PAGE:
When Marilyn Met The Queen by Michelle Morgan
A new book by Michelle Morgan is always a delight! I have read quite a few of hers including her wonderful biographies of Carole Lombard and Thelma Todd, but it’s always particularly exciting when she writes a book on Marilyn Monroe.
I have been a huge fan of Marilyn’s since watching Gentlemen Prefer Blondes in 1987 and out of the fifty-plus books I have read about her, my all-time favourite is Marilyn Monroe: Private and Undisclosed which came out in hardback in 2007, is written by Michelle Morgan and for me, is the best book ever written about her. (The paperback edition, revised and extended, came out in 2012.)
So I was really looking forward to reading her new book When Marilyn Met The Queen, especially as this time hasn’t been covered much before. Marilyn came over to England in July 1956, with her husband Arthur Miller, to film The Prince and the Showgirl with Laurence Olivier.
As with all of Michelle’s books, this one is thoroughly researched with pages of sources used at the back of the book. There have been some cheap, nasty, scandalous books written about Marilyn over the years which should never have been published, but Michelle’s work is the opposite, it’s always respectful, truthful and treats Marilyn how she should have always been treated. We see Marilyn’s true personality and intelligence coming through in Michelle’s words; Marilyn was never the “dumb blonde” she was painted as, but that image was convenient for the film industry who wanted to sell movies purely on MM’s sex appeal and not concentrate on her incredible acting talents. (You only have to watch The Misfits or Don’t Bother To Knock to see her ability as a serious actor.)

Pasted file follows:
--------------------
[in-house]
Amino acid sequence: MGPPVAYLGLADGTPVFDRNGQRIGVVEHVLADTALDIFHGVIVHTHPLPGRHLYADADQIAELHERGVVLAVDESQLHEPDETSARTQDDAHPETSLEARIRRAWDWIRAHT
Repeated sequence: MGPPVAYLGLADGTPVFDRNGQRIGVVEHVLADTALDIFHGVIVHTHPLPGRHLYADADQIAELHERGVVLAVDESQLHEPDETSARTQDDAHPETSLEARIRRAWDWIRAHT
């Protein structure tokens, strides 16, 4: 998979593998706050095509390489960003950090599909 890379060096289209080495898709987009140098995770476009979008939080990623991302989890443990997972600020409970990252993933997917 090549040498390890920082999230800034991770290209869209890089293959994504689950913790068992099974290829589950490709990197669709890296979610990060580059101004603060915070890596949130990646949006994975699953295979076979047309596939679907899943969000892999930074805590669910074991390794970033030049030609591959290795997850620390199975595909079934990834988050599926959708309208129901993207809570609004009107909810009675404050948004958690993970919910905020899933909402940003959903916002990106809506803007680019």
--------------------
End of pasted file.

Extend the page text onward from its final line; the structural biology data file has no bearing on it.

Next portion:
In all her books, Michelle Morgan’s research interviews people who have been rarely heard before, which makes the books even more fascinating and gives a brand new glimpse into her subjects. Here, we read about Marilyn and Arthur’s flight to England, the press conferences, where they lived for the duration of their stay and all the behind-the-scenes information from the filming. We see Marilyn as a woman who is very insecure, scared of dinner parties and getting her lines wrong, always trying her hardest but often defeated by her anxieties.
It is a beautiful book, it nearly made me cry and I would definitely recommend it.
9.5 out of 10